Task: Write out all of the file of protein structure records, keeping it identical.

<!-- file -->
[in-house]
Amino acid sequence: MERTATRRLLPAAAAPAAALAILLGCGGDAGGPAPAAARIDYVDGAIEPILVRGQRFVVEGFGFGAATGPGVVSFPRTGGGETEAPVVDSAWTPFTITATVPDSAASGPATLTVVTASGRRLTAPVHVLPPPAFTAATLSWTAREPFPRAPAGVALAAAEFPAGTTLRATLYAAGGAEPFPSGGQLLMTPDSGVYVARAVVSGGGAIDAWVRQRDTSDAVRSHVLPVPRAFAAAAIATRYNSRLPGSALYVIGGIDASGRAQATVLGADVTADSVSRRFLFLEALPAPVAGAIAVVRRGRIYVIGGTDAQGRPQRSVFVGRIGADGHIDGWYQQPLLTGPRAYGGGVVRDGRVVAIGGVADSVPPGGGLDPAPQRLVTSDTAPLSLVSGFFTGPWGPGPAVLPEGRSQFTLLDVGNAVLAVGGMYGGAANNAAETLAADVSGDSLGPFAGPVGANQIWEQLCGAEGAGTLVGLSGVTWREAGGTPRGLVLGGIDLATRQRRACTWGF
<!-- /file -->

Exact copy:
[in-house]
Amino acid sequence: MERTATRRLLPAAAAPAAALAILLGCGGDAGGPAPAAARIDYVDGAIEPILVRGQRFVVEGFGFGAATGPGVVSFPRTGGGETEAPVVDSAWTPFTITATVPDSAASGPATLTVVTASGRRLTAPVHVLPPPAFTAATLSWTAREPFPRAPAGVALAAAEFPAGTTLRATLYAAGGAEPFPSGGQLLMTPDSGVYVARAVVSGGGAIDAWVRQRDTSDAVRSHVLPVPRAFAAAAIATRYNSRLPGSALYVIGGIDASGRAQATVLGADVTADSVSRRFLFLEALPAPVAGAIAVVRRGRIYVIGGTDAQGRPQRSVFVGRIGADGHIDGWYQQPLLTGPRAYGGGVVRDGRVVAIGGVADSVPPGGGLDPAPQRLVTSDTAPLSLVSGFFTGPWGPGPAVLPEGRSQFTLLDVGNAVLAVGGMYGGAANNAAETLAADVSGDSLGPFAGPVGANQIWEQLCGAEGAGTLVGLSGVTWREAGGTPRGLVLGGIDLATRQRRACTWGF